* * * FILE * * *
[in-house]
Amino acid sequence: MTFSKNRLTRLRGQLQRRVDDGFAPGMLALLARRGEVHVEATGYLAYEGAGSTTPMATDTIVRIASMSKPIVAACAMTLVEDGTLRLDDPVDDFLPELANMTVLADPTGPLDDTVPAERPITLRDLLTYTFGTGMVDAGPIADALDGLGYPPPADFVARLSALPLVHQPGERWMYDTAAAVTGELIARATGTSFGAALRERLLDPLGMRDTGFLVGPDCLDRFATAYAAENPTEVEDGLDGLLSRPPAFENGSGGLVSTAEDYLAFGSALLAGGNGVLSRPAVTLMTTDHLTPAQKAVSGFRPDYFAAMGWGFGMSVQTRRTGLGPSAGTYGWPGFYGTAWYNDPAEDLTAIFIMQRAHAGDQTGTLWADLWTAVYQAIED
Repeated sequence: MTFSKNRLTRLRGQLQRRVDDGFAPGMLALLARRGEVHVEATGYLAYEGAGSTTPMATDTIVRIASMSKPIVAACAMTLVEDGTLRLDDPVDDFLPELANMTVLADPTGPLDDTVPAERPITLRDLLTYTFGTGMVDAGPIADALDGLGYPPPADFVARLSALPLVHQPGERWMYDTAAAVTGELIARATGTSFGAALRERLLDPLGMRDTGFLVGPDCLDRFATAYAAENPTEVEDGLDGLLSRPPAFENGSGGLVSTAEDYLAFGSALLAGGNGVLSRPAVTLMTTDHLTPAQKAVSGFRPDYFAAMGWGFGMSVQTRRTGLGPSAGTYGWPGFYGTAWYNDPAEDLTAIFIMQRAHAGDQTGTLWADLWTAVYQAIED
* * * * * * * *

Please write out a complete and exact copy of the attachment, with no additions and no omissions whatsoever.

[in-house]
Amino acid sequence: MTFSKNRLTRLRGQLQRRVDDGFAPGMLALLARRGEVHVEATGYLAYEGAGSTTPMATDTIVRIASMSKPIVAACAMTLVEDGTLRLDDPVDDFLPELANMTVLADPTGPLDDTVPAERPITLRDLLTYTFGTGMVDAGPIADALDGLGYPPPADFVARLSALPLVHQPGERWMYDTAAAVTGELIARATGTSFGAALRERLLDPLGMRDTGFLVGPDCLDRFATAYAAENPTEVEDGLDGLLSRPPAFENGSGGLVSTAEDYLAFGSALLAGGNGVLSRPAVTLMTTDHLTPAQKAVSGFRPDYFAAMGWGFGMSVQTRRTGLGPSAGTYGWPGFYGTAWYNDPAEDLTAIFIMQRAHAGDQTGTLWADLWTAVYQAIED
Repeated sequence: MTFSKNRLTRLRGQLQRRVDDGFAPGMLALLARRGEVHVEATGYLAYEGAGSTTPMATDTIVRIASMSKPIVAACAMTLVEDGTLRLDDPVDDFLPELANMTVLADPTGPLDDTVPAERPITLRDLLTYTFGTGMVDAGPIADALDGLGYPPPADFVARLSALPLVHQPGERWMYDTAAAVTGELIARATGTSFGAALRERLLDPLGMRDTGFLVGPDCLDRFATAYAAENPTEVEDGLDGLLSRPPAFENGSGGLVSTAEDYLAFGSALLAGGNGVLSRPAVTLMTTDHLTPAQKAVSGFRPDYFAAMGWGFGMSVQTRRTGLGPSAGTYGWPGFYGTAWYNDPAEDLTAIFIMQRAHAGDQTGTLWADLWTAVYQAIED